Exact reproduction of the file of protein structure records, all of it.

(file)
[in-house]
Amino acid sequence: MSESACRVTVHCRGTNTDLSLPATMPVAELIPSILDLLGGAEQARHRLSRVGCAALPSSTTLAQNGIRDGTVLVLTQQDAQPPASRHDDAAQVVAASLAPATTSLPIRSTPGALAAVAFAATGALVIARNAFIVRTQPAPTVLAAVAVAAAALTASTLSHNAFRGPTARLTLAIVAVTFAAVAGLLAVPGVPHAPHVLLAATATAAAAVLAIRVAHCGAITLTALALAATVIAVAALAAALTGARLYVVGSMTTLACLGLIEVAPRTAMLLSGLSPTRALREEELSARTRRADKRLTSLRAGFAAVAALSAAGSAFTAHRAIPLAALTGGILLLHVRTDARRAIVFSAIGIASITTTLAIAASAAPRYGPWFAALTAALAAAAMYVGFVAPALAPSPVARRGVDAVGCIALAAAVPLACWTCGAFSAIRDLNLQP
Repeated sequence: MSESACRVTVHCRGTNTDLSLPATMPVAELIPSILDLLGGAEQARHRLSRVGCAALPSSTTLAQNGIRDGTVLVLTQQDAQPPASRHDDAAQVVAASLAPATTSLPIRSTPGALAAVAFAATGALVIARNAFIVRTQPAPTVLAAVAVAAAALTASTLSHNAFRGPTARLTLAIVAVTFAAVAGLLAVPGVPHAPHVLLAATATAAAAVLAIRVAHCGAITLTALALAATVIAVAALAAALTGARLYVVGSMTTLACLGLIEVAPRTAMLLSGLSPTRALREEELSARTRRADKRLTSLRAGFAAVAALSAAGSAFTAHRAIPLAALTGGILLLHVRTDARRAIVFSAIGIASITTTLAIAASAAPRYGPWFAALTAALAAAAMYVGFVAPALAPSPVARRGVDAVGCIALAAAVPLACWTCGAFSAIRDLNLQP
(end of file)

[in-house]
Amino acid sequence: MSESACRVTVHCRGTNTDLSLPATMPVAELIPSILDLLGGAEQARHRLSRVGCAALPSSTTLAQNGIRDGTVLVLTQQDAQPPASRHDDAAQVVAASLAPATTSLPIRSTPGALAAVAFAATGALVIARNAFIVRTQPAPTVLAAVAVAAAALTASTLSHNAFRGPTARLTLAIVAVTFAAVAGLLAVPGVPHAPHVLLAATATAAAAVLAIRVAHCGAITLTALALAATVIAVAALAAALTGARLYVVGSMTTLACLGLIEVAPRTAMLLSGLSPTRALREEELSARTRRADKRLTSLRAGFAAVAALSAAGSAFTAHRAIPLAALTGGILLLHVRTDARRAIVFSAIGIASITTTLAIAASAAPRYGPWFAALTAALAAAAMYVGFVAPALAPSPVARRGVDAVGCIALAAAVPLACWTCGAFSAIRDLNLQP
Repeated sequence: MSESACRVTVHCRGTNTDLSLPATMPVAELIPSILDLLGGAEQARHRLSRVGCAALPSSTTLAQNGIRDGTVLVLTQQDAQPPASRHDDAAQVVAASLAPATTSLPIRSTPGALAAVAFAATGALVIARNAFIVRTQPAPTVLAAVAVAAAALTASTLSHNAFRGPTARLTLAIVAVTFAAVAGLLAVPGVPHAPHVLLAATATAAAAVLAIRVAHCGAITLTALALAATVIAVAALAAALTGARLYVVGSMTTLACLGLIEVAPRTAMLLSGLSPTRALREEELSARTRRADKRLTSLRAGFAAVAALSAAGSAFTAHRAIPLAALTGGILLLHVRTDARRAIVFSAIGIASITTTLAIAASAAPRYGPWFAALTAALAAAAMYVGFVAPALAPSPVARRGVDAVGCIALAAAVPLACWTCGAFSAIRDLNLQP